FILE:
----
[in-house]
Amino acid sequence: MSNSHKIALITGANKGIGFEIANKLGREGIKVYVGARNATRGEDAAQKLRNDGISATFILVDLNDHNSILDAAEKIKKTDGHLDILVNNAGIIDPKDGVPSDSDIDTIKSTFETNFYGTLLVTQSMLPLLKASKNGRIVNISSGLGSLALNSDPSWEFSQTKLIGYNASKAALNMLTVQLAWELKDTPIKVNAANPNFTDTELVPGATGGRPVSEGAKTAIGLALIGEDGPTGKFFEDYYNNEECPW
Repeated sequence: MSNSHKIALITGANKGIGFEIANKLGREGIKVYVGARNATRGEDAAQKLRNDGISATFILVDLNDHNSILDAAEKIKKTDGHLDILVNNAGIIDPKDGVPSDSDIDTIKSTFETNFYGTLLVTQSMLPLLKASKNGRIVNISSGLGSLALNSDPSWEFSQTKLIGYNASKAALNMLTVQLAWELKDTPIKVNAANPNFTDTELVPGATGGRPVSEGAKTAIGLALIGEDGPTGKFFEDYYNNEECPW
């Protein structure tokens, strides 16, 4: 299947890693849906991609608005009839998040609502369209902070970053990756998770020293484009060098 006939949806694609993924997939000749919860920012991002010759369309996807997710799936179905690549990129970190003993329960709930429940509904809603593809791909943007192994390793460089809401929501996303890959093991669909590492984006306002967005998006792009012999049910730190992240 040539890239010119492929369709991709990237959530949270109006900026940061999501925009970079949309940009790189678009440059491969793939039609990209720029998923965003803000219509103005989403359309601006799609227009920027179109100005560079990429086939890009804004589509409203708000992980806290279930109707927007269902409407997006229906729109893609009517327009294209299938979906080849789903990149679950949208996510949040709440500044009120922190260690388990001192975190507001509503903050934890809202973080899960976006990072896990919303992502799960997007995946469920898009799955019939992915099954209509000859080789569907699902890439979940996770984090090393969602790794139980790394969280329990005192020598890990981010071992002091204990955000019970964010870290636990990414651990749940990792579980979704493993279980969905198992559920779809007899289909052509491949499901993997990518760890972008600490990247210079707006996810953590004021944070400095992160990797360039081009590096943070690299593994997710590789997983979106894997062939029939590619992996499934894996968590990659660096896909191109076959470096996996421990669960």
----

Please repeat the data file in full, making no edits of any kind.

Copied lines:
[in-house]
Amino acid sequence: MSNSHKIALITGANKGIGFEIANKLGREGIKVYVGARNATRGEDAAQKLRNDGISATFILVDLNDHNSILDAAEKIKKTDGHLDILVNNAGIIDPKDGVPSDSDIDTIKSTFETNFYGTLLVTQSMLPLLKASKNGRIVNISSGLGSLALNSDPSWEFSQTKLIGYNASKAALNMLTVQLAWELKDTPIKVNAANPNFTDTELVPGATGGRPVSEGAKTAIGLALIGEDGPTGKFFEDYYNNEECPW
Repeated sequence: MSNSHKIALITGANKGIGFEIANKLGREGIKVYVGARNATRGEDAAQKLRNDGISATFILVDLNDHNSILDAAEKIKKTDGHLDILVNNAGIIDPKDGVPSDSDIDTIKSTFETNFYGTLLVTQSMLPLLKASKNGRIVNISSGLGSLALNSDPSWEFSQTKLIGYNASKAALNMLTVQLAWELKDTPIKVNAANPNFTDTELVPGATGGRPVSEGAKTAIGLALIGEDGPTGKFFEDYYNNEECPW
């Protein structure tokens, strides 16, 4: 299947890693849906991609608005009839998040609502369209902070970053990756998770020293484009060098 006939949806694609993924997939000749919860920012991002010759369309996807997710799936179905690549990129970190003993329960709930429940509904809603593809791909943007192994390793460089809401929501996303890959093991669909590492984006306002967005998006792009012999049910730190992240 040539890239010119492929369709991709990237959530949270109006900026940061999501925009970079949309940009790189678009440059491969793939039609990209720029998923965003803000219509103005989403359309601006799609227009920027179109100005560079990429086939890009804004589509409203708000992980806290279930109707927007269902409407997006229906729109893609009517327009294209299938979906080849789903990149679950949208996510949040709440500044009120922190260690388990001192975190507001509503903050934890809202973080899960976006990072896990919303992502799960997007995946469920898009799955019939992915099954209509000859080789569907699902890439979940996770984090090393969602790794139980790394969280329990005192020598890990981010071992002091204990955000019970964010870290636990990414651990749940990792579980979704493993279980969905198992559920779809007899289909052509491949499901993997990518760890972008600490990247210079707006996810953590004021944070400095992160990797360039081009590096943070690299593994997710590789997983979106894997062939029939590619992996499934894996968590990659660096896909191109076959470096996996421990669960």